About Giant Eggs & Double Yolks

This week’s gift from a neighbor’s chicken coop included one extra-large egg. After hard-boiling and cracking open we found a double yolk, which some say is a good omen on our wedding anniversary. The following conversation over a meal would be unlikely in most homes, but perfectly natural in ours.

“Have you ever seen a giant human egg?” I asked my wife, Lucinda Veeck. I have only had a few hundred eggs under my microscope, but Lucinda has examined tens of thousands over a long career in her IVF lab.

Chicken egg with double yolkShe said it happened once. It was obviously immature because there were two nuclei in a cell enclosed by a membranous ‘box’ (the ‘zona pellucida’). A normal egg contains one nucleus and it vanishes shortly before ripening at ovulation by ejecting a surplus set of chromosomes in a cytoplasmic bleb. This elimination is so a fertilizing sperm can add a matched set to restore the pair.

Now here’s the thing. Her giant egg was not a microscopic version of the cooked egg. If a hen bird ovulates two yolky eggs simultaneously, which happens occasionally, they are quickly bathed in albumen, then enclosed in a common membrane and a shell during their journey down the oviduct, a process that takes about 24 hours to laying. As the nuclei are in separate yolks, the outcome is a normal genetic makeup with two chicks hatching from the same egg, although the cramped space affects their viability . The closest parallel is when non-identical human twins are conceived after a double ovulation.

But the nuclei in Lucinda’s giant shared the same cell, so their DNA would be inherited together. Had it been mature for fertilization the embryo would likely have three sets of chromosomes (two female and one male), called digynic triploidy, and fail to develop.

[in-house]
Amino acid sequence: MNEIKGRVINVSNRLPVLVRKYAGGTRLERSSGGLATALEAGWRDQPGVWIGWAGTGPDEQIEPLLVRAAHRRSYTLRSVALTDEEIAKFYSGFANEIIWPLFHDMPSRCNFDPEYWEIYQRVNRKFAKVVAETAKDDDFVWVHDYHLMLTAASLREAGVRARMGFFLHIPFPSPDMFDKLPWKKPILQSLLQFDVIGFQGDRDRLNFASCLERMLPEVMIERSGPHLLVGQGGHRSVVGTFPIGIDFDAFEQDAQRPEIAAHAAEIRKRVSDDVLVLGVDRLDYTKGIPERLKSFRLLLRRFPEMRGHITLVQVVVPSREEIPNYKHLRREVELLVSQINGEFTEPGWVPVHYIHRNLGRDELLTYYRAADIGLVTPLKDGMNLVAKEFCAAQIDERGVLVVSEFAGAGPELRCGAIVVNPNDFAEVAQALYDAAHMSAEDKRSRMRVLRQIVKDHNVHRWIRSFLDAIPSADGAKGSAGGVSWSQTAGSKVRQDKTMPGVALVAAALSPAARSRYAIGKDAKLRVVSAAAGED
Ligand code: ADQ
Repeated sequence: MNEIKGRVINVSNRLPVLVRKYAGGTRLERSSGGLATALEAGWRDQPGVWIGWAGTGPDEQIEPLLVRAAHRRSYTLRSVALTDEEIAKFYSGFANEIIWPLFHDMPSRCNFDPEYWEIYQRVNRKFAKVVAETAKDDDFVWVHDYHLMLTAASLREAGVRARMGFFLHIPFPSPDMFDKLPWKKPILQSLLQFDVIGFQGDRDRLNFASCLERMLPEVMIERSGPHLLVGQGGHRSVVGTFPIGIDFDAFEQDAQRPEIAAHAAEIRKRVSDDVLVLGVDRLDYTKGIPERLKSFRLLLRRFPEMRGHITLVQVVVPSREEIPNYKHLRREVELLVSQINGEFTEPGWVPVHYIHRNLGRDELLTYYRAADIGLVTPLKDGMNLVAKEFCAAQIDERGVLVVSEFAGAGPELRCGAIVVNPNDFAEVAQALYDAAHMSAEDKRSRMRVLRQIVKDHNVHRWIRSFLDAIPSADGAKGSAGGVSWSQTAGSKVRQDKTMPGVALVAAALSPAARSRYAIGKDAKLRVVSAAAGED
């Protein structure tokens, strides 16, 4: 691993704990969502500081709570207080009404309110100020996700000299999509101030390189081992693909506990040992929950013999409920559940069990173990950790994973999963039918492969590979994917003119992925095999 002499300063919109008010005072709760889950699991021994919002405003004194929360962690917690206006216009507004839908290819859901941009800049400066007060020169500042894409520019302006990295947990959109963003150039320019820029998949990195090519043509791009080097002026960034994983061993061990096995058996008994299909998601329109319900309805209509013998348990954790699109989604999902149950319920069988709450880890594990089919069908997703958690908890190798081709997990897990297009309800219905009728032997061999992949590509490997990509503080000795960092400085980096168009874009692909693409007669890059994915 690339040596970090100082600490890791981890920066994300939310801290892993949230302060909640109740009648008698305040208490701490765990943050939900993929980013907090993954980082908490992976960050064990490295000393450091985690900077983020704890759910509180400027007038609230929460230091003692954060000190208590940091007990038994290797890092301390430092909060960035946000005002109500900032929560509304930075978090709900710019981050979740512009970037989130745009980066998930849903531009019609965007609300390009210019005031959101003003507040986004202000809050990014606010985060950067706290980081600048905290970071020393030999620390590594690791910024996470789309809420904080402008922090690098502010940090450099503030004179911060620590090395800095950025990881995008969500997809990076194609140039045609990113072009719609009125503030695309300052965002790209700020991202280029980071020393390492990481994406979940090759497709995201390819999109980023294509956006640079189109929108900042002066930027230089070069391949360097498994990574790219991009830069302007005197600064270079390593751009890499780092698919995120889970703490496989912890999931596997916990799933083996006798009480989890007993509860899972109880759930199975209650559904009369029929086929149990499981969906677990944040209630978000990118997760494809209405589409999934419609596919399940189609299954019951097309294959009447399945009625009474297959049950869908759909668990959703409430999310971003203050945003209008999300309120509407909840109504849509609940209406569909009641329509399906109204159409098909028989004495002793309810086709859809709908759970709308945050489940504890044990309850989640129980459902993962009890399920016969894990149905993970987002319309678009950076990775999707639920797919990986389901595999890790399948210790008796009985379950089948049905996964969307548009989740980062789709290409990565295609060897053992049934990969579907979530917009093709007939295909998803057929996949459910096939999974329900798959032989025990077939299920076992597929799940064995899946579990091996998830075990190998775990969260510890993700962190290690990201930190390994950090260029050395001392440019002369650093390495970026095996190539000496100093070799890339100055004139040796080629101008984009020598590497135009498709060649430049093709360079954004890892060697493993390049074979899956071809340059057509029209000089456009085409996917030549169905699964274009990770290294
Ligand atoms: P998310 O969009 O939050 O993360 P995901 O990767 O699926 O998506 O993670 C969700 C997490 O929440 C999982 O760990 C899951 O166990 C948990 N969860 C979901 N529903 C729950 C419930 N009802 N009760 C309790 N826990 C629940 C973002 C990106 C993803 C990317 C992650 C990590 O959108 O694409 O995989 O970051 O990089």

We explored explanations for its origin. If you have seen densely packed eggs in biopsies of young human ovaries you might wonder how they manage to grow independently instead of being swayed by neighbors, like people jostled in a football crowd. Sometimes they lose autonomy. I have seen two or more eggs combined inside follicles of every species examined, up to 14 in dog ovaries, although some looked unhealthy from the competition.

When boxed inside their own membrane eggs can’t fuse to make giant eggs. They have unique genetic makeups, just like eggs from separate follicles that go forward to make non-identical twins. But what happens when they coexist in a ‘box’ and don’t fuse to form a single cell?

Lucinda saw an example five days after an IVF procedure. It was a double embryo at the blastocyst stage with about 64 cells each. If separated for implanting in the womb, it seemed likely they could make non-identical twins, but if they had originated from a fertilized egg that had split instead of from two separate eggs they would make identical twins. It’s possible that they could unite (or reunite) to make a singleton pregnancy, and, if originating from two fertilized eggs, the baby would inherit mixed genetic lineages, a known condition called chimerism.

In the interests of being (somewhat) intelligible, I avoided more abstruse explanations and outcomes. With so many ways that development can go awry, it is a marvel that we turn out well, or mostly, and I am thankful for my genesis otherwise you wouldn’t be reading this post. I usually avoid writing technical stuff, but correspondence is welcome from readers who like to crack eggs.

Next Post: The Sound of Noise & Silence

Elegy for a Significant Speck (frozen eggs and embryos)

Eggs in an icescape

Two American fertility clinics reported freezers failing last month, and had thawed to an undisclosed degree. This rare event shocked hundreds of patients who were storing embryos, eggs and ovarian tissue. Maybe it was the equipment that failed or a human error, but responsibility rests on the shoulders of clinics except for major fires or criminal intent out of their control. These freezers have electronic alarms. When Lucinda was managing Cornell’s IVF laboratory she could be called automatically on her cell phone if liquid nitrogen levels fell to critical levels. It never happened. She knew the danger because there can be no recovery for cells that thaw improperly.